Speaker 1 Welcome to Talking Cities. I'm Diane Moca. During this election season, voters are wondering what candidates will do to improve the economy. We are with State Senator Meg Loughran Cappel, who represents Oswego, Shorewood, Plainfield, and Joliet. Thanks for joining us Meg, to talk about your ideas around economic development. Now, I understand you serve on the State Senate Commerce Committee, so how can that help our local communities here? Speaker 2 Well, thank you Diane and thank you so much for having me on the show today. Yeah I do, I serve on the Commerce Committee, and quite honestly, coming out of education, it was a new endeavor. So my husband and I are small business owners, and so I was very interested in being a part of that and helping to provide economic development for small businesses and for our communities. So I think Illinois is on the right track, especially with investing in our small businesses and investing in communities. So some things that we've been able to do in the Senate is help with grants and opportunities for towns such as what we're in right now in Aurora, or necessarily that's by a river economic development for new businesses and things that we can do to spur the growth of that with staffing and just entrepreneurial opportunities for new businesses. So those are some things that we've put in place in the Senate. Speaker 1 Can you give me any examples of specific items that you've worked on or even ideas that you've seen elsewhere that you'd like to bring here? Something specific. Speaker 2 Well, I think the thing that's really important to remember when we're talking about economic development is we have to think about all of our stakeholders and we have to think about not only our business owners, but we need to think about our employees and we need to think about our community. And so those are the things I think to take a multifaceted approach. One of the bills that I was able to work on with Leader Natalie Manley in terms of helping consumers, which eventually I think actually helps our businesses, was that when you're buying something at a grocery store or a retail outlet and they don't show exactly what the discount was, that is something that will now be on our receipts to show that exactly what that discount is. And there's various ways that we can do it. We didn't want to overburden businesses with that so they could either post it online or show it on their receipts. That's one way. And also just trying to lower fees I think when it comes to starting businesses. Those are some things, and a lot of that has to do with our municipalities and how you work through that. But I think that along with grants for historic areas and our towns that are by rivers and theater and entertainment industries, we've been able to provide grants for that. So those are some of the things that we've done throughout the state to help economic development. Speaker 1 There's a lot of questions around that. Using public funds for private businesses, when is it appropriate? When isn't it? You mentioned cities by the river like Oswego, like Aurora, arts districts, which a lot of cities, even small suburbs have. But how much do we prop up private business and how do we pick one candidate, mention winners and losers? How do we determine who is the best one besides a request for proposal grant process? Are there ways to help distressed areas without saying that we're favoring one business over another? Speaker 2 That's a great question, and that is something that I have heard in terms of some of the thoughts on how we do that. And I think we do have a grant process that's set up, and I think we do have nonpartisan ways to look at that. But I think we need to look at economic development in areas that might need it a little bit more than others. And I think that looking at minority owned businesses, looking at brand new businesses that are starting out, those are some things that we need to look at helping. I know we hear about corporations that get all those tax breaks, and to me, that's a struggle for me personally, when you hear that and you see that these multi-billion dollar businesses throughout our country are getting these great tax breaks. But I think the focus really does need to be on your small stakeholder in the community who's grown up there, who's lived there, who wants to make the area better. And that's more of what we're looking for in terms of economic development. If they're going to employ local people. And I think in terms of creating jobs, those are the areas that we need to look at. Speaker 1 And so how do we encourage people to become entrepreneurs? Because it's tough. We know so many businesses start up and fail. People put everything into it, they quit jobs, give up careers, and then they end up struggling. And there are resources out there, but sometimes those resources are free classes and things that aren't necessarily what the business owner needs most, money and connections and all of that. How can you, in a position of power, provide those and give that incentive to people to start those businesses? Speaker 2 That's a great question too. And I was a former educator, so education I think is key. And I think we do need to encourage that even in our high schools with business classes. Speaker 1 It's not right now though is it? Speaker 2 No, there's a lot I think that we can do to encourage that. My husband and I, out of the blue started a small business in 2019, right before... It was June of 2019. And people had been approaching us, "Oh, you should do this, you should do that." And as educators, getting a job and having three children and getting that normal paycheck, it took a lot for us to have the courage to do that and to save the money and to figure out how to invest in what we needed to start. But we did it and we had the courage to do it, and it took us a little bit of time. And I do think it's important to make sure that we are educating, that me as a state senator, to be able to hold forums for and work with our local chambers of commerce to make sure that that is out there so that people can feel encouraged to do it. And I think it's also an idea of... I think I have a great understanding of knowing that when you invest your own money, it is all on you to make that business work. And I do have a good understanding of that, and I want to encourage people to be able to fail up in a sense. And maybe we can make the risk not as great, with grant money and opportunities such as that. But I think the important thing is that we know that it's okay to fail, that we need to fail up. And that was our mentality as we move forward. And I want to encourage people to do that, encourage our young people, encourage just local development, even in the junior colleges and local community colleges. And even with the trades, there's ways that we can develop and encourage those types of innovative ideas. And we need to continue to do that. Speaker 1 And what was that business? Does it still exist? Speaker 2 That business still exists. The funny thing about our business is we started in June of 2019, and then the opportunity had arisen for me to just throw my hat in the ring for state senate, so I had a primary. And then COVID hit literally shortly thereafter, I want to say nine months after. And I think what was beneficial to us is that we weren't too big. So that COVID had, where when we had to completely shut down- Speaker 1 What's the business? Speaker 2 Our business is a driving school, so we have a teen and adult driving school. My husband was a Driver's Ed instructor and many people were encouraging us and asking us to start a school. And we were like, "No, no." And then people had even asked my husband to drive on the side, which you can't do legally. You can't do that. So finally one day I was like, "Why not? Let's try this. Let's try something different." We had kids that were going to be entering college and I'm sorry, but two teacher salaries, we were not wealthy people. So we decided just to try that to see if we could earn some extra income. And our philosophy, and I wish that we could get this across to all sorts of businesses, we talk all about our shareholders and making money for our shareholders. But to me, the most important thing that you can do as a business, and I think what we need to encourage from the state side is our stakeholder capitalism. We need to look at all of our stakeholders, our community members, our employees, the people that we service, and those are the things that are important. You need to look at your business as a whole. It's not always about making money, I think it's about making your community better. And as you do that, it seems like the money will eventually come. So we have a very slow but steady business plan and it seems to be working well for us. So we're really proud of that. And we'd like to encourage other people to do that as well. Speaker 1 Do you think more encouragement towards... You mentioned trades and other non-traditional educational approaches, and even educating young people on, yes you can take this leap and you can be an entrepreneur with no connections or no money. There's ways you can start things, there's the creator economy. Do you think that will have an impact, could, on poverty, crime, other issues like that, that really plague our society and that people are worried are going to get worse now that we're facing inflation and other economic woes? Speaker 2 I definitely think that education is the way to go. I was a special education teacher, and I don't believe everyone is set to go to a four year college. And now we're looking at, right now, the job market's very, very good for our kids coming out of college. But for a while there it wasn't. And they come out with lots of debt with student loans, and then they can't find a job that actually pays enough for them to live on their own, pay their student loans. And so I think having partnerships with career and technical education, manufacturing, our junior colleges, our community colleges, that is really what I believe is the way to go. They're not going to have as much debt. They're going to be able to save a little bit of money to invest in a small business. I think there are a lot of opportunities as I work with Juliet Junior College and some of our other trades and organizations, there's a lot of opportunities out there for kids coming out of high school to start in the trades or start in manufacturing. And then from there they can maybe even start their own business. So I really do believe, yes I say four year colleges are great. I went to one, I think it's always good to have that if the opportunity presents itself. But it's not the one direct way to find success and to even start businesses, because many times you're stuck with debt. That's really been the issue for my husband and I, we're that Gen X generation where we paid for our own college, and now we've got our adult parents that need help. And my 85 year old father lives with me, so we're juggling paying for college, helping my dad. We're in that inbetweeners. And so I think it took us a long time to be able to figure out and have the courage and look at our finances to start a business. So hopefully we can encourage the younger generation, our millennials and our Gen Z to get out there and do it. Speaker 1 And we believe strongly in small business. We're a small business here at Talk Lab and we've got several interns that are with us this summer to help learn about that as well. And we thank you for joining us for Talking Cities, I'm Diane Moca.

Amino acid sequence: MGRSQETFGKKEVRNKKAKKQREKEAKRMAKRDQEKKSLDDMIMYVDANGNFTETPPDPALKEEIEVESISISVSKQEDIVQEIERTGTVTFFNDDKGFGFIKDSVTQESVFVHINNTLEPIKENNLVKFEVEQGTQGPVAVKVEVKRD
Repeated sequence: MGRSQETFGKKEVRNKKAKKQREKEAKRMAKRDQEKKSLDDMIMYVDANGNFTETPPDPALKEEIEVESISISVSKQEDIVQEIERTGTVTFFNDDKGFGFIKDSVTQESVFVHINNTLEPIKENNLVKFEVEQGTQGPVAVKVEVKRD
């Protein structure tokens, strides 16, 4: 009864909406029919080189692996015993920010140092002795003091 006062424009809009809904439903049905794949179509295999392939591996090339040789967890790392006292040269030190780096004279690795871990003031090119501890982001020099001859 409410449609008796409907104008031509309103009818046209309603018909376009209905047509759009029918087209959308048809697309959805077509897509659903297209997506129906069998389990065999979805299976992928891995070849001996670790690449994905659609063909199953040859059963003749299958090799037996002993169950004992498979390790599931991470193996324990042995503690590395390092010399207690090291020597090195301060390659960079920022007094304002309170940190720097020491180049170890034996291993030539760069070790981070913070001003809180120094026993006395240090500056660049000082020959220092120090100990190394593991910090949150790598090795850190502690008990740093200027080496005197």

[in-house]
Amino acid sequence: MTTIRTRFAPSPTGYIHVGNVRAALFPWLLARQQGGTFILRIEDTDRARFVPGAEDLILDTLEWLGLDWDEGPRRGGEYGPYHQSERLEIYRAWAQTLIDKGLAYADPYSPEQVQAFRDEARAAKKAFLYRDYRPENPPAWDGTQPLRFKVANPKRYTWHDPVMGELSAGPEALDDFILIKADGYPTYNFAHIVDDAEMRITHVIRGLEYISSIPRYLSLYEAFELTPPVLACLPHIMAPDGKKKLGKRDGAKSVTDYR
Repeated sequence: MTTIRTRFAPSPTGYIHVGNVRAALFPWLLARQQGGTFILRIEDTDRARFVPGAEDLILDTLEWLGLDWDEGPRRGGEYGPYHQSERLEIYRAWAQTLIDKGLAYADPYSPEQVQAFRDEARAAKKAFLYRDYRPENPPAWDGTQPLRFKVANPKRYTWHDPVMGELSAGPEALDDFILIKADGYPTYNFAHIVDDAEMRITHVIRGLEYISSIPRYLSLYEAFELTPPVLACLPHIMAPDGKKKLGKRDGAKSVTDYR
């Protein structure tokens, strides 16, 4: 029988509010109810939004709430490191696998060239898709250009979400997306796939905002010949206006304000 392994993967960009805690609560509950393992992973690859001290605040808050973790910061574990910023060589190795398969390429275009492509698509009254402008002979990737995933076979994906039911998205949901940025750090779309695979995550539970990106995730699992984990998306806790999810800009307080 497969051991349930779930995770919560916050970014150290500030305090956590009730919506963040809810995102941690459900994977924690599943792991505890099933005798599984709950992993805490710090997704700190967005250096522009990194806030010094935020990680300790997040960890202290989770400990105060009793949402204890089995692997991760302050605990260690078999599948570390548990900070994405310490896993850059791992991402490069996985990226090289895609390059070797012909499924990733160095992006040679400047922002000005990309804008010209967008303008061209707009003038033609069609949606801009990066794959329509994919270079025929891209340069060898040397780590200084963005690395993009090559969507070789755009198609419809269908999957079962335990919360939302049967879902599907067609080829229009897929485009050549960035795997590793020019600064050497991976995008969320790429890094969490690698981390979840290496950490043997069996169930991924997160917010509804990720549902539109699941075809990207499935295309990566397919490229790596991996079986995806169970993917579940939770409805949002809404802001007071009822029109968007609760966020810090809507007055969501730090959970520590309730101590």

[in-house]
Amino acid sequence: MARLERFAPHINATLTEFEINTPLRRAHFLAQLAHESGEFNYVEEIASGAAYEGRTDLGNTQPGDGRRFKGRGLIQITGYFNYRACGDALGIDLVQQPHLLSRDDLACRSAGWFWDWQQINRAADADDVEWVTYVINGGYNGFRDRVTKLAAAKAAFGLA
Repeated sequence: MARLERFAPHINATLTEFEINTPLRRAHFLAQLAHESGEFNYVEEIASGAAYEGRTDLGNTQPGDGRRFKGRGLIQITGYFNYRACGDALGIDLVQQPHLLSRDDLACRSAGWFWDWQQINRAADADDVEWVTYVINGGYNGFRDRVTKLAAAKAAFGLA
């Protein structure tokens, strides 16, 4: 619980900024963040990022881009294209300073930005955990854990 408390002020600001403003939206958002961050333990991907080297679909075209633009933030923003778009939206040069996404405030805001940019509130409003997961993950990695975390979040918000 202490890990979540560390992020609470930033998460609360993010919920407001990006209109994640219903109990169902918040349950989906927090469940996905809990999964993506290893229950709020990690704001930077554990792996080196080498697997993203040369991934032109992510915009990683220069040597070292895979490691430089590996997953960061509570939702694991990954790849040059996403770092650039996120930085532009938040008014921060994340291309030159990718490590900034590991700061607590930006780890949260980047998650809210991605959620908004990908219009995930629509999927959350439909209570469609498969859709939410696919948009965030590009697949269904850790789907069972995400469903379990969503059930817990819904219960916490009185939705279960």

State Senator Wants More Resources Focused on Encouraging Others to Start Businesses Now
It’s not easy to get out of your comfort zone to start a business or run for office, and State Sen. Meg Loughran Cappel (D-Shorewood) did both in a short span of time. Now she’s working in the legislature to improve the economic climate for entrepreneurs. Her focuses are innovative and educational programs that encourage others to take the same risk.